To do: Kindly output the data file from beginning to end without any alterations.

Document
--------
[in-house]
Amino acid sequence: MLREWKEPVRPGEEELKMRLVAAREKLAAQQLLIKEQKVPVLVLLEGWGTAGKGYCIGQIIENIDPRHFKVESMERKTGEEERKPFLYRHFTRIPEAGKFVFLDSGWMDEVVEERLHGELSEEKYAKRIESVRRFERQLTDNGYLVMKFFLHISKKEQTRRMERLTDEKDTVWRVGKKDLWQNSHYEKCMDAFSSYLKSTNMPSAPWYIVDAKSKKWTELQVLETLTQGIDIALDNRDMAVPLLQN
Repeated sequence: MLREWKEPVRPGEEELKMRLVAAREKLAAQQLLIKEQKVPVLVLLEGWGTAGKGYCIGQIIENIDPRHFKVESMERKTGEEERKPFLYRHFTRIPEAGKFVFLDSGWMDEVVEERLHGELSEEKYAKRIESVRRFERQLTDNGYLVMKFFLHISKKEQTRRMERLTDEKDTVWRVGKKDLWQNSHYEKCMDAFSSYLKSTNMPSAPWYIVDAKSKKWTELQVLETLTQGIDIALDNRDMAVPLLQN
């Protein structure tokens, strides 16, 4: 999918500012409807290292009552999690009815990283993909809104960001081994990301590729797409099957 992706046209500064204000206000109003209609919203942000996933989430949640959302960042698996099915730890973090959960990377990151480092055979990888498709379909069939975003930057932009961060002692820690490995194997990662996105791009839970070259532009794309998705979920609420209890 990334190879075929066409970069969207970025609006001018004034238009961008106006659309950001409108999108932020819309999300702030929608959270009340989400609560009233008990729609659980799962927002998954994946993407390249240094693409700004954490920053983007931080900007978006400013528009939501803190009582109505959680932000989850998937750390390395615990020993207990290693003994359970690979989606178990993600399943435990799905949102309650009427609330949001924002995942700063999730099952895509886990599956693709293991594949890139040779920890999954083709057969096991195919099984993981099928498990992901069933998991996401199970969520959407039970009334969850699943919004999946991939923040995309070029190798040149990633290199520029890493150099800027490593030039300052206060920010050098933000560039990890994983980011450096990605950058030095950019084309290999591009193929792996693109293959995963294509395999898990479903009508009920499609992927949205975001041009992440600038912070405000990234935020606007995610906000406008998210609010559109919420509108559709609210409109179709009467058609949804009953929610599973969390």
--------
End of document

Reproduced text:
[in-house]
Amino acid sequence: MLREWKEPVRPGEEELKMRLVAAREKLAAQQLLIKEQKVPVLVLLEGWGTAGKGYCIGQIIENIDPRHFKVESMERKTGEEERKPFLYRHFTRIPEAGKFVFLDSGWMDEVVEERLHGELSEEKYAKRIESVRRFERQLTDNGYLVMKFFLHISKKEQTRRMERLTDEKDTVWRVGKKDLWQNSHYEKCMDAFSSYLKSTNMPSAPWYIVDAKSKKWTELQVLETLTQGIDIALDNRDMAVPLLQN
Repeated sequence: MLREWKEPVRPGEEELKMRLVAAREKLAAQQLLIKEQKVPVLVLLEGWGTAGKGYCIGQIIENIDPRHFKVESMERKTGEEERKPFLYRHFTRIPEAGKFVFLDSGWMDEVVEERLHGELSEEKYAKRIESVRRFERQLTDNGYLVMKFFLHISKKEQTRRMERLTDEKDTVWRVGKKDLWQNSHYEKCMDAFSSYLKSTNMPSAPWYIVDAKSKKWTELQVLETLTQGIDIALDNRDMAVPLLQN
């Protein structure tokens, strides 16, 4: 999918500012409807290292009552999690009815990283993909809104960001081994990301590729797409099957 992706046209500064204000206000109003209609919203942000996933989430949640959302960042698996099915730890973090959960990377990151480092055979990888498709379909069939975003930057932009961060002692820690490995194997990662996105791009839970070259532009794309998705979920609420209890 990334190879075929066409970069969207970025609006001018004034238009961008106006659309950001409108999108932020819309999300702030929608959270009340989400609560009233008990729609659980799962927002998954994946993407390249240094693409700004954490920053983007931080900007978006400013528009939501803190009582109505959680932000989850998937750390390395615990020993207990290693003994359970690979989606178990993600399943435990799905949102309650009427609330949001924002995942700063999730099952895509886990599956693709293991594949890139040779920890999954083709057969096991195919099984993981099928498990992901069933998991996401199970969520959407039970009334969850699943919004999946991939923040995309070029190798040149990633290199520029890493150099800027490593030039300052206060920010050098933000560039990890994983980011450096990605950058030095950019084309290999591009193929792996693109293959995963294509395999898990479903009508009920499609992927949205975001041009992440600038912070405000990234935020606007995610906000406008998210609010559109919420509108559709609210409109179709009467058609949804009953929610599973969390």